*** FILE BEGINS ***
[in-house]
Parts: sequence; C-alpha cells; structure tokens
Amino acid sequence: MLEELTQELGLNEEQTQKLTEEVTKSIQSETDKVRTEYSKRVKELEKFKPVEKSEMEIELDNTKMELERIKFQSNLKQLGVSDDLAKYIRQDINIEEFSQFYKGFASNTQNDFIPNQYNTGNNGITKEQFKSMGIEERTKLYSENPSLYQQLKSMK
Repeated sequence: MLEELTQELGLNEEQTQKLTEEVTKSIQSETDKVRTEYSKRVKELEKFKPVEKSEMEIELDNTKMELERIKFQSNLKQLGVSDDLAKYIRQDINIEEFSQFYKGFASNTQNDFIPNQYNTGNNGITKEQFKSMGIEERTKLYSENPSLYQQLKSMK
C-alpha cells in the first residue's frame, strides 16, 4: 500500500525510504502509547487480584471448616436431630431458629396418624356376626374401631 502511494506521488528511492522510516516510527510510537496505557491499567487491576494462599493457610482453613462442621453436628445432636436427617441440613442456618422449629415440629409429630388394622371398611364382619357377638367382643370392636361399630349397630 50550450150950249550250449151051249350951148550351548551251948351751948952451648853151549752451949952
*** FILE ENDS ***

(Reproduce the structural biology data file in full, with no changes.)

[in-house]
Parts: sequence; C-alpha cells; structure tokens
Amino acid sequence: MLEELTQELGLNEEQTQKLTEEVTKSIQSETDKVRTEYSKRVKELEKFKPVEKSEMEIELDNTKMELERIKFQSNLKQLGVSDDLAKYIRQDINIEEFSQFYKGFASNTQNDFIPNQYNTGNNGITKEQFKSMGIEERTKLYSENPSLYQQLKSMK
Repeated sequence: MLEELTQELGLNEEQTQKLTEEVTKSIQSETDKVRTEYSKRVKELEKFKPVEKSEMEIELDNTKMELERIKFQSNLKQLGVSDDLAKYIRQDINIEEFSQFYKGFASNTQNDFIPNQYNTGNNGITKEQFKSMGIEERTKLYSENPSLYQQLKSMK
C-alpha cells in the first residue's frame, strides 16, 4: 500500500525510504502509547487480584471448616436431630431458629396418624356376626374401631 502511494506521488528511492522510516516510527510510537496505557491499567487491576494462599493457610482453613462442621453436628445432636436427617441440613442456618422449629415440629409429630388394622371398611364382619357377638367382643370392636361399630349397630 50550450150950249550250449151051249350951148550351548551251948351751948952451648853151549752451949952